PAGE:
Published: Fri, July 14, 2017
Worldwide | By Gretchen Simon

Australia may force tech companies to crack encrypted messages

Australia may force tech companies to crack encrypted messages

"We intend to work with the companies in order to address what is potentially the greatest degradation of intelligence and law enforcement capability that we have seen in our lifetimes", Attorney-General George Brandis said on Friday.

Brandis is infamous for being unable to articulate an accurate or comprehensible definition of "metadata" when asked to do so during a live television interview, so his understanding of cryptographic concerns can not be trusted without qualification, which The Register is seeking.

Prime Minister Malcolm Turnbull today said the laws were meant to "illuminate" the "dark places online" that "terrorists and child molestors" and drug traffickers inhabit.

Asked how Australia's proposed regime would allow local authorities to read messages sent with either WhatsApp or Signal, Brandis said "Last Wednesday I met with the chief cryptographer at GCHQ".

Social media giants will be compelled to pass encrypted messages on to Australian security agencies under new laws introduced by the Turnbull government on Friday.

MacGibbon is expecting a "robust and rational" debate surrounding the potential legislation with tech companies that operate in Australia.

"They can't just wash their hands of it and say it's got nothing to do with them".

"We want to ensure the brilliant tech companies bring their brilliance to assist the rule of law".

He also declined to answer questions about how the government would respond should encrypted comms providers - the majority of which are located outside Australia - simply declined to co-operate.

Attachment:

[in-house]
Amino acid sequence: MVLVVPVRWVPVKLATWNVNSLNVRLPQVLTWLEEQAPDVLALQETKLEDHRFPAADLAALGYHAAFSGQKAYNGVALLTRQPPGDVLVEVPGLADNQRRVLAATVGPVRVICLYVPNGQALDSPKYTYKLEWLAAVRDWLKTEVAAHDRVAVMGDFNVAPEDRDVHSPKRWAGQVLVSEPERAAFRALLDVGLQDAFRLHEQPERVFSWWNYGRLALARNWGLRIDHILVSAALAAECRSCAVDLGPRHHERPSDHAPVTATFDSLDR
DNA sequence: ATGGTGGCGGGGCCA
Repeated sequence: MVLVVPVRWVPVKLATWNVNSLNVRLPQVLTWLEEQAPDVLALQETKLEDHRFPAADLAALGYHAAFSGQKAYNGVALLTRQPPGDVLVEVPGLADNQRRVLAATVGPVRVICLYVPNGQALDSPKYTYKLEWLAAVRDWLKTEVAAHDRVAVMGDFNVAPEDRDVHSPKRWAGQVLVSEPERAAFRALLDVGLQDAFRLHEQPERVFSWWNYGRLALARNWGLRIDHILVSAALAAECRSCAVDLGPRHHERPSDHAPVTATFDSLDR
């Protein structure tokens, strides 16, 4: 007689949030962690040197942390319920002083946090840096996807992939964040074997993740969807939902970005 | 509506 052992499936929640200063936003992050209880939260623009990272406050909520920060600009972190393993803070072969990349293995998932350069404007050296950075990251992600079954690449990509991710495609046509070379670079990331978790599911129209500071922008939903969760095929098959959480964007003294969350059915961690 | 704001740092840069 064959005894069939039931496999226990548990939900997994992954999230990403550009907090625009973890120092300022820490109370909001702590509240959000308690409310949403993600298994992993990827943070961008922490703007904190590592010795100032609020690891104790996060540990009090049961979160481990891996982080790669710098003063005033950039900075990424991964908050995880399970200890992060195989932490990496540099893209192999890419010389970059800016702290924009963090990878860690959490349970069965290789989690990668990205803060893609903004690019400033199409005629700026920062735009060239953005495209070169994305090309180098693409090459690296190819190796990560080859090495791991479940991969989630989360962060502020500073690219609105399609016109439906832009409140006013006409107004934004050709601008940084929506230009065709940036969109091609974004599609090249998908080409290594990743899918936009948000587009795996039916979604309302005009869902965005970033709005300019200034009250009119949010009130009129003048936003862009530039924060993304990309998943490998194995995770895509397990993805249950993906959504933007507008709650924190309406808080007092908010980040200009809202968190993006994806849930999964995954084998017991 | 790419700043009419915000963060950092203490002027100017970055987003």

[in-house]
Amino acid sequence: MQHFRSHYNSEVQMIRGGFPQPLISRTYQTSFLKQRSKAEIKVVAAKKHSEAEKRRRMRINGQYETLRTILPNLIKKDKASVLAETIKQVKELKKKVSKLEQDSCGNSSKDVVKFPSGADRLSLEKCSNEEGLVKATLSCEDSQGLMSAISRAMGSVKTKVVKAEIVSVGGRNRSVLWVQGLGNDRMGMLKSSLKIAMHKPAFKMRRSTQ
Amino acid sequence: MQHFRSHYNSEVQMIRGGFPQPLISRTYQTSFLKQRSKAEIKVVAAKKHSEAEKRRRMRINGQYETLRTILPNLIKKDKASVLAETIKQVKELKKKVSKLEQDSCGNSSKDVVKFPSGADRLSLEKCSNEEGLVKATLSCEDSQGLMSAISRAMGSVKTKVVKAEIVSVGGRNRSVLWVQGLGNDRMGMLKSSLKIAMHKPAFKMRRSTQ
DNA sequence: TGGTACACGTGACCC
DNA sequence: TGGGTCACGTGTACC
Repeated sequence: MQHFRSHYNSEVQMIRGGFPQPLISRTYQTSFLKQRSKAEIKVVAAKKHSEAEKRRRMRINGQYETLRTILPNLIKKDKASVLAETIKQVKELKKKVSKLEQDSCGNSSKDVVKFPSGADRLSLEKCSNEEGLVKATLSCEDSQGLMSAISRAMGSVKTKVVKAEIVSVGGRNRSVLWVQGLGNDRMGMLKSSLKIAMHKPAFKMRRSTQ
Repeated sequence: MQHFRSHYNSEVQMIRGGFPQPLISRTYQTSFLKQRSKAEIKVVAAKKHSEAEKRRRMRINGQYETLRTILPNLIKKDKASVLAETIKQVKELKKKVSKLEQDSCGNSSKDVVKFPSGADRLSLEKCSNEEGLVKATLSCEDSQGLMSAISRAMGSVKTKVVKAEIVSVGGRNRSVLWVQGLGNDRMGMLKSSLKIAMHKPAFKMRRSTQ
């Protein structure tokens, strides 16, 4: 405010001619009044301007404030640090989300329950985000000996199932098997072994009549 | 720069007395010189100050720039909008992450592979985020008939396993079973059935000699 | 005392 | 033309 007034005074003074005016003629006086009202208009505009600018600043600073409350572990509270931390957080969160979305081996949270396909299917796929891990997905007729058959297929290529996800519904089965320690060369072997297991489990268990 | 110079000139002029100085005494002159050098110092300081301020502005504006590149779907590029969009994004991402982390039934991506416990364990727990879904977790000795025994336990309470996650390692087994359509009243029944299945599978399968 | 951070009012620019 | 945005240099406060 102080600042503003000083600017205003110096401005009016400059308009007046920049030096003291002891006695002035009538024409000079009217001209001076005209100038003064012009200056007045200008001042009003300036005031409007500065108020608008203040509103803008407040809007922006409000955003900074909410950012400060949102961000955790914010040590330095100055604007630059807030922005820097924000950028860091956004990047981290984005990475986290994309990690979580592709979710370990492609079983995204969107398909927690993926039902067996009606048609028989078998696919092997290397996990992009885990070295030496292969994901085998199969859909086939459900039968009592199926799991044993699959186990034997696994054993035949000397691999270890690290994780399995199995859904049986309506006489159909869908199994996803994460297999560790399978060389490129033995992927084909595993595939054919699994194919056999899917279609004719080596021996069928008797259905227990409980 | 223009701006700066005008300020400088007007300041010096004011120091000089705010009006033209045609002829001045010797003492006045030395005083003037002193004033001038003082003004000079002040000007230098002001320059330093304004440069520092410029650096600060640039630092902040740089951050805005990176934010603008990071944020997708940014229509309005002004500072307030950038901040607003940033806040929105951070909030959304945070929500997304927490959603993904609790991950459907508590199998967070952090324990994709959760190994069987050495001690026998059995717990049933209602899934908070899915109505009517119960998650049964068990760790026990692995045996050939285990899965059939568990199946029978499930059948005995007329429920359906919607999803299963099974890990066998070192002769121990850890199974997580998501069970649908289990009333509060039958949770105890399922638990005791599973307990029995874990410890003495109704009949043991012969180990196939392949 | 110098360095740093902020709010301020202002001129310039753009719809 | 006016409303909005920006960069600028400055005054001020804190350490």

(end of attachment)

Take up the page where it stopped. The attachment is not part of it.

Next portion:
Turnbull today said while it was still his "very strong first preference" that companies volunteer their help, the proposed laws would enable the government to force assistance where it needed to.

Yet Turnbull continues to stress that the Government is not asking tech companies to create a backdoor, but rather assist in investigations, suggesting that the need to access such communications is paramount for law enforcement and national security.

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"We can not allow the internet to be an ungoverned space".

He denied it had anything to do with mass surveillance of the public.

"It is vitally important that the development of technology does not leave the law behind", he said.

It is believed the legislation will also authorise intelligence agencies to install spyware on suspects' mobile devices, and exploit known flaws in computer networks to intercept messages before they are encrypted.

Other than this posturing, I've not heard a great solution to how we counter the rise in encrypted messaging between terrorists and criminals, but one thing's for sure - this statement, and this legislation (which we're yet to see) will do little or nothing in the grand scheme of things.

A United Kingdom public bills parliamentary committee said the law should include a specific threshold that recognises it is unreasonable to hand over decrypted content from end-to-end encrypted channels.

The government is expected to introduce the new laws to parliament before the end of the year.

Brandis said the Australian laws would require a warrant be obtained before a request can be made by law enforcement.

The FBI later managed to unlock the iPhone with the help of Israeli digital forensics company Cellebrite. Encryption was featured in attack planning for the 2015 Paris attacks and other incidents.

The Labor party has previously indicated plans to support the proposed legislation.

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